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The Amazing Spiderman Weaves a Full-bodied Adventure Flick
Superhero tales have amazing regenerative abilities. They are even harder to kill or quell than the villains who populate them. No sooner is one trilogy finished than a prequel, sequel or re-telling raises its sometimes amazing, sometimes horrendous head. So only five years after the Spiderman trilogy ended The Amazing Spiderman, based on the Marvel Comic characters created by Stan Lee and Steve Ditko, has arrived and yes, he does manage to make our spider senses tingle.
The Amazing Spiderman is directed by Marc Webb and based on a screenplay by James Vanderbilt (Zodiac, The Rundown), Alvin Sargent (Unfaithful) and Steve Kloves (The Fabulous Baker Boys, Harry Potter and the Philosopher’s Stone). Andrew Garfield (The Social Network) takes on the role of Peter Parker/ Spiderman. Garfield is every bit the gawky, lanky teenager whom we’ll gladly cheer for, especially once he’s been bitten by a radio-active spider.
To ensure that the story remains fresh, some of the details vary from the Spiderman trilogy. This time around, we meet Spiderman as a teenager rather than as a struggling photo-journalist, his love interest has also changed. However, most importantly The Amazing Spiderman remains true to the core elements of Spiderman/Peter Parker’s personality.
A huge part of the reason that we love and root for Spiderman is his fallibility. Peter Parker is a tormented teenager wrestling with his own demons. However, in the midst of his struggles with pain and loss, he must learn to go beyond his own needs. So at its core Spiderman is always a morality tale without the soapbox. It teaches about love and sacrifice and learning to deal with loneliness and rejection, but it's cool.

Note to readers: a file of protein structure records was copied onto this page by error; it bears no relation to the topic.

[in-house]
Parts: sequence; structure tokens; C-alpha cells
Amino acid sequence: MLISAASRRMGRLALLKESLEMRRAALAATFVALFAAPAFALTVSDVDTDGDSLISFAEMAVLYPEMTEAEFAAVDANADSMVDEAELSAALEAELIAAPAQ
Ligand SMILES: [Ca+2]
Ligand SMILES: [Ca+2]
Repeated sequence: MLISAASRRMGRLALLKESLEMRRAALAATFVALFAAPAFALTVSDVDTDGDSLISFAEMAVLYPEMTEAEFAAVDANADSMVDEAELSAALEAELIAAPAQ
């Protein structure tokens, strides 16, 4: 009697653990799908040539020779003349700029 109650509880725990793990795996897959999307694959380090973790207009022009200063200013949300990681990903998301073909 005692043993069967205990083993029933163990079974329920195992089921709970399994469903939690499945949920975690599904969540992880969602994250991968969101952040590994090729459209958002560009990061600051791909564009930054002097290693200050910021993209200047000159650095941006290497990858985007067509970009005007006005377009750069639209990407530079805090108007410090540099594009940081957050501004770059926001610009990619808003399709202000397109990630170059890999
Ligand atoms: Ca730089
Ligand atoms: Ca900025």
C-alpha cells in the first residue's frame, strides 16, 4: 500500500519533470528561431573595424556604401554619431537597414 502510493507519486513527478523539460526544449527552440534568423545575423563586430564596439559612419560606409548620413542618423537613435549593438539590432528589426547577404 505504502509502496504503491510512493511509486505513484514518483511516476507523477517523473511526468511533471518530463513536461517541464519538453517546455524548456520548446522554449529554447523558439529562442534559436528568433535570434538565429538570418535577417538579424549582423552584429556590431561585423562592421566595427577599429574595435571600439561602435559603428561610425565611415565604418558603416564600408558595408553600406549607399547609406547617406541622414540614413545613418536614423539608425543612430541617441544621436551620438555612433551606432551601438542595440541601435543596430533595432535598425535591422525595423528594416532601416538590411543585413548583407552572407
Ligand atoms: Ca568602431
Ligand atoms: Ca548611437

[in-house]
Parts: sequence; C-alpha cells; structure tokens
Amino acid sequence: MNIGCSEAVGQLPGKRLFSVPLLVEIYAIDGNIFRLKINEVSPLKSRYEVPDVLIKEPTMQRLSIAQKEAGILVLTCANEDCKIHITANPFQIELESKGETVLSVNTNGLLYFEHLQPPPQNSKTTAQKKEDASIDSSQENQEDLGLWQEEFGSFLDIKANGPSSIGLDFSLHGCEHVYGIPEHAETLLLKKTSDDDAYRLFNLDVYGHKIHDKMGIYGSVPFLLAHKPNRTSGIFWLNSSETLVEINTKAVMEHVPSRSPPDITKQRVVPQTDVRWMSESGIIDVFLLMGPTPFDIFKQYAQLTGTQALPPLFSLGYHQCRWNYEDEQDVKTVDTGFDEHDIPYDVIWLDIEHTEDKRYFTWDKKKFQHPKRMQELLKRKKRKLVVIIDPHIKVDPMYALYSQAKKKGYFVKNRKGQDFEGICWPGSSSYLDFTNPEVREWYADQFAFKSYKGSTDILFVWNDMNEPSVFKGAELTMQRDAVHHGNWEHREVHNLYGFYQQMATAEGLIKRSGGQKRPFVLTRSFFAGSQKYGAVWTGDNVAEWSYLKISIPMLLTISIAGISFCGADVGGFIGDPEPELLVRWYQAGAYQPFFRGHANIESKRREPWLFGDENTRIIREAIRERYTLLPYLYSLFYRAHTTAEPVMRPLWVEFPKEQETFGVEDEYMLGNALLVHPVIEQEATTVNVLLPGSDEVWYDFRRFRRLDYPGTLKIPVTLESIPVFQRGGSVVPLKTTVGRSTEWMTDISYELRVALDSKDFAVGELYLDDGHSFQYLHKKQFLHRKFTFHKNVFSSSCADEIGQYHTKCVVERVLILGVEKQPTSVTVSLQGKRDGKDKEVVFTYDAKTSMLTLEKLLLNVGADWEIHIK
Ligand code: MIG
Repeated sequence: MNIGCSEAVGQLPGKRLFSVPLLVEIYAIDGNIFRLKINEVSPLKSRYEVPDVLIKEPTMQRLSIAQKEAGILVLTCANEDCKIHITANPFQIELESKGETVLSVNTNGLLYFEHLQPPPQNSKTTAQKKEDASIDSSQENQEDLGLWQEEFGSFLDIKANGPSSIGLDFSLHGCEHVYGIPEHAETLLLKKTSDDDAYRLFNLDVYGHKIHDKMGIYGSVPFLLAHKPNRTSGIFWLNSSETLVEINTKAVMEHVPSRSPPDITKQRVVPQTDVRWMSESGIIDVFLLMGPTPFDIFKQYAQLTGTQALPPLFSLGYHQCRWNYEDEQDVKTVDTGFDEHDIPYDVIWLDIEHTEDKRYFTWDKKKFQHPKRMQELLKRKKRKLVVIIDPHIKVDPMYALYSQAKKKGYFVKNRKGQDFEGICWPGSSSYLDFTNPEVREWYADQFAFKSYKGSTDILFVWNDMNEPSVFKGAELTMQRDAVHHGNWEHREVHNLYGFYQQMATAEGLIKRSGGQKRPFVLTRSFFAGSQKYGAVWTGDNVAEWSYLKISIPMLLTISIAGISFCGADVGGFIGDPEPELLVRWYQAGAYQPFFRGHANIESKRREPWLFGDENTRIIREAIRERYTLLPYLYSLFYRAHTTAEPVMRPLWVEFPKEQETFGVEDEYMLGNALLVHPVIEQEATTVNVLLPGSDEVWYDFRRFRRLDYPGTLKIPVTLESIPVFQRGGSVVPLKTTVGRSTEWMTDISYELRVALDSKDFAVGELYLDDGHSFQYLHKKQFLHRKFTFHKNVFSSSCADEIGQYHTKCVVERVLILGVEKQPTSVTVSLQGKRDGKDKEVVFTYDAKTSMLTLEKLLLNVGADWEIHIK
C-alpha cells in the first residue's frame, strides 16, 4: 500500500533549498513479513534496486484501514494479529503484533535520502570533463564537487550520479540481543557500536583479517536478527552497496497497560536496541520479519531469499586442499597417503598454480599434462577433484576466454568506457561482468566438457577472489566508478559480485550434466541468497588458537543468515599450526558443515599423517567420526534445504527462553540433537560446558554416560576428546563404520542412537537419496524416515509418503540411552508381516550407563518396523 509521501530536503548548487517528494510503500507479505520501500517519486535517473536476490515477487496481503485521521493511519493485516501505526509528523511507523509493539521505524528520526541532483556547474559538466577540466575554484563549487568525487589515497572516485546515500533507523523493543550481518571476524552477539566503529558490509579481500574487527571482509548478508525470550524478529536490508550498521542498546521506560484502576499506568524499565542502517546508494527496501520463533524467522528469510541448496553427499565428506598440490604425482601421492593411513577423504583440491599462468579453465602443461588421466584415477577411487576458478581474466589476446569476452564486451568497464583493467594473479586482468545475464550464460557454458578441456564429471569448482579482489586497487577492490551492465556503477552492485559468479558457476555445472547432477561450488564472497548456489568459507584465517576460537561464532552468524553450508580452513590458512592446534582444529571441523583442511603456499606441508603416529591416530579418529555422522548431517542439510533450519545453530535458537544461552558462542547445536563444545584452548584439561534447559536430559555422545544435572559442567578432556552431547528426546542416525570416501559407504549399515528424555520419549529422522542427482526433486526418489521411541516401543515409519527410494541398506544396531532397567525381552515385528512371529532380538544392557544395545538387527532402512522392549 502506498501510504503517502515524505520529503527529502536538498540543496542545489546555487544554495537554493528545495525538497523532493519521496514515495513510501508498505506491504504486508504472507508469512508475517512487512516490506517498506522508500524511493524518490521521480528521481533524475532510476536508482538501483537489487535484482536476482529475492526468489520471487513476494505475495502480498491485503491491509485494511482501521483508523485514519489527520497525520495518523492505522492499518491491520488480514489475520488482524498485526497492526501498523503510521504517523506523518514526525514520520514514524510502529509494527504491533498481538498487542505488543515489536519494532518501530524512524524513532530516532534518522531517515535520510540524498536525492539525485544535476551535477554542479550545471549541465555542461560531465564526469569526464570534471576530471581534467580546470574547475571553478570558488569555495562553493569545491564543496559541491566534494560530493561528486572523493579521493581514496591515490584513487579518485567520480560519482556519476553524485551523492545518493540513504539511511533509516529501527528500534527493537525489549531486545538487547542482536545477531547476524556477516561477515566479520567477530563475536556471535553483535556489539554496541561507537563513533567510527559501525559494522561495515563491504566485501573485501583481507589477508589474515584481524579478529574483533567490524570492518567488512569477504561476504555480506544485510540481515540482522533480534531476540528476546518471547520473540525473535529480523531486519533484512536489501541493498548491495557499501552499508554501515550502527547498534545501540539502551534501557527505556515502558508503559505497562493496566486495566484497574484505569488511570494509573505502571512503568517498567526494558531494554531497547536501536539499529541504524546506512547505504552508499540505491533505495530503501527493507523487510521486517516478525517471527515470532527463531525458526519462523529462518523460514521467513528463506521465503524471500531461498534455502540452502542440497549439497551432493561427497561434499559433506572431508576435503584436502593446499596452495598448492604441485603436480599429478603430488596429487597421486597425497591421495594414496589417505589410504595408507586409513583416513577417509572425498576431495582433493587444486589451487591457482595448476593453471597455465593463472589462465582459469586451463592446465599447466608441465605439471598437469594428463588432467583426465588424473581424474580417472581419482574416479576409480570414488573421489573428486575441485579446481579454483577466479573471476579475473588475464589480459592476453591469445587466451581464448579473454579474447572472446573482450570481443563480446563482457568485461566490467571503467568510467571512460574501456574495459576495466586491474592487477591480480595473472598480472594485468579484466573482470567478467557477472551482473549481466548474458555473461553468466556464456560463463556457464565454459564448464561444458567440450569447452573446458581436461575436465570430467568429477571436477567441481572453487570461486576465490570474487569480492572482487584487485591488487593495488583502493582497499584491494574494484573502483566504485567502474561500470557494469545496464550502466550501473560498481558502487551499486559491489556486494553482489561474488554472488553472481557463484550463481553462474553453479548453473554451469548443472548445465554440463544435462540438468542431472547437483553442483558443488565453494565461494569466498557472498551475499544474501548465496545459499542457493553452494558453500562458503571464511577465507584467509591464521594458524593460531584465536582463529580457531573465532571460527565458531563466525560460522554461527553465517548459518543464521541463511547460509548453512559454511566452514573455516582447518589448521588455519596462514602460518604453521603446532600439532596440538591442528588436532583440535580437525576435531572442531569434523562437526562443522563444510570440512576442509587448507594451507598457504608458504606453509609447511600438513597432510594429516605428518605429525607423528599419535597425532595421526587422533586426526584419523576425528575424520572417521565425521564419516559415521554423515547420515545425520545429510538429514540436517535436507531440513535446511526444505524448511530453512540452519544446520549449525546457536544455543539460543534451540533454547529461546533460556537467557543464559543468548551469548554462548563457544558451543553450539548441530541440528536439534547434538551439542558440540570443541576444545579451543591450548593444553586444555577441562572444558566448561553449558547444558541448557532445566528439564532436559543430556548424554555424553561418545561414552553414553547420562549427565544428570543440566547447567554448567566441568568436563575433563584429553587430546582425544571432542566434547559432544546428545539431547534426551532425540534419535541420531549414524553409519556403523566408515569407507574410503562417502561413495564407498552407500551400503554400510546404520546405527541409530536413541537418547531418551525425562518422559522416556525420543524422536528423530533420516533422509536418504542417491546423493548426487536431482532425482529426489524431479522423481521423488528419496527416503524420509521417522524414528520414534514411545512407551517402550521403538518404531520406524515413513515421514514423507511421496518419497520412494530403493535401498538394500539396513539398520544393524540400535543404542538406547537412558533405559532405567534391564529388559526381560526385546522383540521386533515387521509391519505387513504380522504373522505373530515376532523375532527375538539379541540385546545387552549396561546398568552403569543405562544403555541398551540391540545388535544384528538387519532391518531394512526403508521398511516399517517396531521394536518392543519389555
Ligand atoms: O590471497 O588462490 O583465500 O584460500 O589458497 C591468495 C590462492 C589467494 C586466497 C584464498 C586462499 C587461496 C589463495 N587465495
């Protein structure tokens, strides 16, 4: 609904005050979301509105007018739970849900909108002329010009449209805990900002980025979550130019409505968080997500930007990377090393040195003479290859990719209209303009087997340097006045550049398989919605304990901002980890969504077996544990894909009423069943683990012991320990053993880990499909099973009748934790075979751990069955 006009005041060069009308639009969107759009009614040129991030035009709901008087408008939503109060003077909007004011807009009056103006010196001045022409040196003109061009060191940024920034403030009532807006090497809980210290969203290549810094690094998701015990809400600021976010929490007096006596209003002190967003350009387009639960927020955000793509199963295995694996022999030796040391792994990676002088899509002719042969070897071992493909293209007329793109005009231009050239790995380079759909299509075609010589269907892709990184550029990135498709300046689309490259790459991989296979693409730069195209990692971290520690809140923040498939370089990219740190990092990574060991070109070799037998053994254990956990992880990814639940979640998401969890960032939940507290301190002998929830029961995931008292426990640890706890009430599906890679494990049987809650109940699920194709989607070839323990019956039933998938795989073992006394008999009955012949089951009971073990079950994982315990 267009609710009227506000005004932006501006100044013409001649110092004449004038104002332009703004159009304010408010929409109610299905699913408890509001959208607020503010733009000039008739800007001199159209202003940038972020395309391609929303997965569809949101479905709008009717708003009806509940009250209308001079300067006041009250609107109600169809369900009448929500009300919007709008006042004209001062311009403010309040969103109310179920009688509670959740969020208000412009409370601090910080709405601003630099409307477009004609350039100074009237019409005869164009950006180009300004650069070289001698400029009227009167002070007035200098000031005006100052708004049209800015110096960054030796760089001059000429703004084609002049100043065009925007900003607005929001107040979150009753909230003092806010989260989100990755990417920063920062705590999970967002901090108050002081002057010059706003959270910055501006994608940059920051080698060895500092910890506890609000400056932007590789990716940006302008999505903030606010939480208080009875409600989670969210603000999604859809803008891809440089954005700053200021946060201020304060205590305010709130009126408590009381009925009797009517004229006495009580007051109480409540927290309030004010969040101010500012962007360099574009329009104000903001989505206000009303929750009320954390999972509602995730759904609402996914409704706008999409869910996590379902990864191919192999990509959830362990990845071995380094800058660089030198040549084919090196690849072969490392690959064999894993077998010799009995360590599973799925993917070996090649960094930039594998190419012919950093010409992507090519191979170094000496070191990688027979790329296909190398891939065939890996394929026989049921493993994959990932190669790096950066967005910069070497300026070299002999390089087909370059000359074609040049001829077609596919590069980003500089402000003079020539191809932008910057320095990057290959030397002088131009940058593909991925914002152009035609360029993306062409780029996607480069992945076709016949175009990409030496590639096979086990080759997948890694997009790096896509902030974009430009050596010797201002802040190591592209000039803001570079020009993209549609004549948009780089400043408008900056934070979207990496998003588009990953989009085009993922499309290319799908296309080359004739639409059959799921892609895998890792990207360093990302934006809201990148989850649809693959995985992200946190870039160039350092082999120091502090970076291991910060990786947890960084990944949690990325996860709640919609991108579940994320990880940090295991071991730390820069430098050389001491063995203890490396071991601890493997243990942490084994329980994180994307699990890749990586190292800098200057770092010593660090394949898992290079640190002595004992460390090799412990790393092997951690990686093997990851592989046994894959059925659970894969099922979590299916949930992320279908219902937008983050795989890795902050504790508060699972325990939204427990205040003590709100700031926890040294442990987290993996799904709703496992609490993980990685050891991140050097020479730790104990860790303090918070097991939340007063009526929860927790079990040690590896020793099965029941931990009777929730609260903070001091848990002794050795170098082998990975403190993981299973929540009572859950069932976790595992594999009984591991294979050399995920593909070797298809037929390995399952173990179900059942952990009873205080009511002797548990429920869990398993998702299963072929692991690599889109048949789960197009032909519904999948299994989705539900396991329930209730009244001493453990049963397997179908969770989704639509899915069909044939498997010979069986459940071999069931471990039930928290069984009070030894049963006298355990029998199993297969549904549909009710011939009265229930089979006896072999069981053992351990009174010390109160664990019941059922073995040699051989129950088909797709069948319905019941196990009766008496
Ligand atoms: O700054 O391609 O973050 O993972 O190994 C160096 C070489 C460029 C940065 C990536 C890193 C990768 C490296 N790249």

Spiderman speaks to our inner geek, or rather he speaks to the inner super-hero inside your average person. Indeed, as this is the age of the geek when brilliance is re-taking its rightful place as a sexy attribute, it’s not surprising that this Spiderman re-boot returns Peter Parker to being a science geeky who is brilliant enough to develop his own webbing. It will be interesting to see how the other films in this series works with this, as it adds to his limitations, which will make his triumphs even that much more rewarding.
The Amazing Spiderman provides more back story and we get an even more intimate portrayal of his family life than the Spiderman series. This helps to further deepen the character. Emma Stone (Gwen Stacy ) makes an interesting love-interest while Sally Field (Aunt May), Martin Sheen (Uncle Ben) and Dennis Leary (Captain Stacy) further round out the cast and provide solid performances.
Of course, without a villain, our friendly neighbourhood hero is just a guy with a latex fetish. Rhys Ifans (Notting Hill and Harry Potter and the Deathly Hollows) plays Spiderman’s nemesis, The Lizard/ Dr. Curt Connors. Dr. Connors is a scientist who follows the dangerous path of the pursuit to perfection, blissfully unaware that life’s true beauty comes from imperfections. The lizard, though a natural enemy of the spider, is not the most daunting of villains but he is adequate, and the special effects to create the character are commendable.
Overall, The Amazing Spiderman weaves a full-bodied adventure. The movie is entertaining with several light-hearted moments and the action balances well against the emotional depth. However, like far too many movies these days that ask us to shell out extra cash for 3D effects, for the most part the 3D glasses are an irrelevant annoyance.